What Are the Pros and Cons of an Open Floor Plan?

You Ask, We Answer: What Are the Pros and Cons of an Open Floor Plan?

House hunting with your Calcagni Real Estate agent is underway, and you’re starting to familiarize yourself with different types of house styles and floor plans. Two of the most common types of floor plans–traditional separations and open floor plans –will no doubt come up repeatedly, and both have their benefits (and drawbacks). Let’s consider the pros and cons of open floor plans, and how they might fit into your home search.

Pro: An open floor plan can make your home appear larger

No doubt about it: An open floor plan can give the illusion of a larger space. When the walls come down, the space obtains flow from one part of the room to another. The continuity of a paint color, coupled with the light that flows throughout the room and the height of the ceiling, can all lend to this illusion. If you prefer an airy look and feel to your living space, an open floor plan may be right for you.

Pro: An open floor plan can make the most of natural light

Rooms that are traditionally separated may have little light natural coming through. Depending on how many windows are in a given room and which direction they face, rooms with several walls can sometimes feel dark, no matter what time of day it is. An open floor plan makes the most of natural light by showcasing multiple windows along the exterior walls. For instance, where a dining room may have had one bay of windows and the kitchen a sole window above the sink, by creating an open floor plan, the spaces now benefit from a bay of windows and the window above the sink.

Pro: An open floor plan can make being together easier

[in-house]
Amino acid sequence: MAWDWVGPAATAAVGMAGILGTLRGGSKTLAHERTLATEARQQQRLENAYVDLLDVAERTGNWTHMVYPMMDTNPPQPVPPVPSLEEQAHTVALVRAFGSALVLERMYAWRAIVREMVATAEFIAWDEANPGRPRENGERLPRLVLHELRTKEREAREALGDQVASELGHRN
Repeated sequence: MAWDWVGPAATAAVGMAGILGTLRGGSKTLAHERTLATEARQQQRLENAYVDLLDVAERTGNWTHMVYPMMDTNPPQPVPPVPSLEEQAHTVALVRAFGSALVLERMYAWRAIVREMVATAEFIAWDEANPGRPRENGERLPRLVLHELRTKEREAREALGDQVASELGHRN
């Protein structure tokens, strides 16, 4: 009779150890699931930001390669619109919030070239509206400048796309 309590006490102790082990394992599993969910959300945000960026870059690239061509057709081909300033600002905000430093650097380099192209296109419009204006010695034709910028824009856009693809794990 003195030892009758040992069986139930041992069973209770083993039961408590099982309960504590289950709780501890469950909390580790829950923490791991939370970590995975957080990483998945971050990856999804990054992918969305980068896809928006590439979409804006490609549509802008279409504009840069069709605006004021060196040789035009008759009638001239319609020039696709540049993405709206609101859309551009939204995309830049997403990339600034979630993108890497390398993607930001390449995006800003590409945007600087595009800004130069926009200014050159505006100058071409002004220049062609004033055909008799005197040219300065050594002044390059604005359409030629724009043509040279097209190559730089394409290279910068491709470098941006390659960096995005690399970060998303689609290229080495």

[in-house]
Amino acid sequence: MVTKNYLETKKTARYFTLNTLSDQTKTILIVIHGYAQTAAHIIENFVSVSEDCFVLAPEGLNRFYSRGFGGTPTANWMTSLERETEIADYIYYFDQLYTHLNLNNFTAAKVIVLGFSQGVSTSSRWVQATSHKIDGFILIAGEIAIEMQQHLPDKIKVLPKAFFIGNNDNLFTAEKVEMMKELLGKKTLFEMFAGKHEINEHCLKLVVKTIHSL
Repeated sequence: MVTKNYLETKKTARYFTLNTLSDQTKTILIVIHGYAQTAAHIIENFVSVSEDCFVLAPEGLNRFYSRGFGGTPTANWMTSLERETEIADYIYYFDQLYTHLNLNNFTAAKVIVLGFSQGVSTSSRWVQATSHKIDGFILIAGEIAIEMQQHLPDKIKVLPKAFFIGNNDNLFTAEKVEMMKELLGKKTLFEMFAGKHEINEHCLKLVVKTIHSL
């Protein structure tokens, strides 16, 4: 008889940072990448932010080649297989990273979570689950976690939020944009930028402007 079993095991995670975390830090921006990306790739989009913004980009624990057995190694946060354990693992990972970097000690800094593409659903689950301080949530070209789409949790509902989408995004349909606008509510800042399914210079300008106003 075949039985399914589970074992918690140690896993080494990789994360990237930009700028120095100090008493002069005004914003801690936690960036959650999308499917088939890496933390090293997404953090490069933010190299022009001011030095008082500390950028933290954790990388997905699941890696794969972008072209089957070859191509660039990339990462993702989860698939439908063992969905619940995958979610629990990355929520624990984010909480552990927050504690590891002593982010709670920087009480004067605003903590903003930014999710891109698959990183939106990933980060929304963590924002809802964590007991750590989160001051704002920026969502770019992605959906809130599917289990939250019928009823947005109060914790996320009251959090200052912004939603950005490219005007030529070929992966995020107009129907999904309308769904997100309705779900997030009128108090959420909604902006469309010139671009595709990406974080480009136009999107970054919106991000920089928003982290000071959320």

For homebuyers with families or who love to entertain, an open floor plan makes being together easier than ever. Someone can be in the kitchen cooking while interacting with those seated around the kitchen island or on the living room couch. A TV in the living room can be seen by everyone else in the space, making game days and movie watching a breeze. Conversation can continue even if someone gets up and moves around, and an open floor plan can help create a convivial feeling that many social homeowners love.

Con: A large open space can make it hard to regulate the thermostat

One drawback to all that openness? It can be a challenge to heat and cool one large room to your liking. Large open spaces look beautiful, but all that natural light and all that square footage means that, depending on the time of year, streaming sunlight can raise the temperature of the room, and in winter, the floors may always feel cold. Investing in window treatments and rugs can help, as can upping your insulation. Still, heating and cooling a smaller room with a door that can be closed is always going to be more efficient. In the long run, an open floor plan may end up being more expensive to heat and cool than a home with traditional separation–just something to consider as you continue your home search.

Con: Too much natural light can be tough on furniture and floors

Can there ever be a thing as too much natural light? In a word, yes. While most of us crave natural light in our homes, an open floor plan with an abundance of windows looks beautiful, but all that light can actually fade furniture and weaken wood floors over time, causing them to crack or shrink. Moving furniture can help, but glare may be an issue, particularly if you have your TV in the space. Think about where you’ll place your furniture and what window treatment options you’ll need to help mitigate too much sun at different times of year.

Con: A lack of walls can mean a lack of privacy, exposed clutter, and more noise

While fostering a sense of togetherness is one of the most popular reasons homebuyers opt for an open floor plan, the lack of walls also means a lack of privacy. For some, not being able to close a door against clutter, noise, or even smells can become a source of frustration. Ensuring there is enough adequate storage space like built-in shelving and cabinets or closets can help keep clutter in check; soft textiles on furniture, window treatments, and rugs may help absorb some noise. While these options won’t provide privacy, many homeowners find ways around that by utilizing bedrooms in the house as home offices or places of solitude.

Whichever floor plan piques your interest, your Calcagni Real Estate agent will be there to show you homes that match your search criteria and answer any questions you have about buying your home. Happy house hunting!


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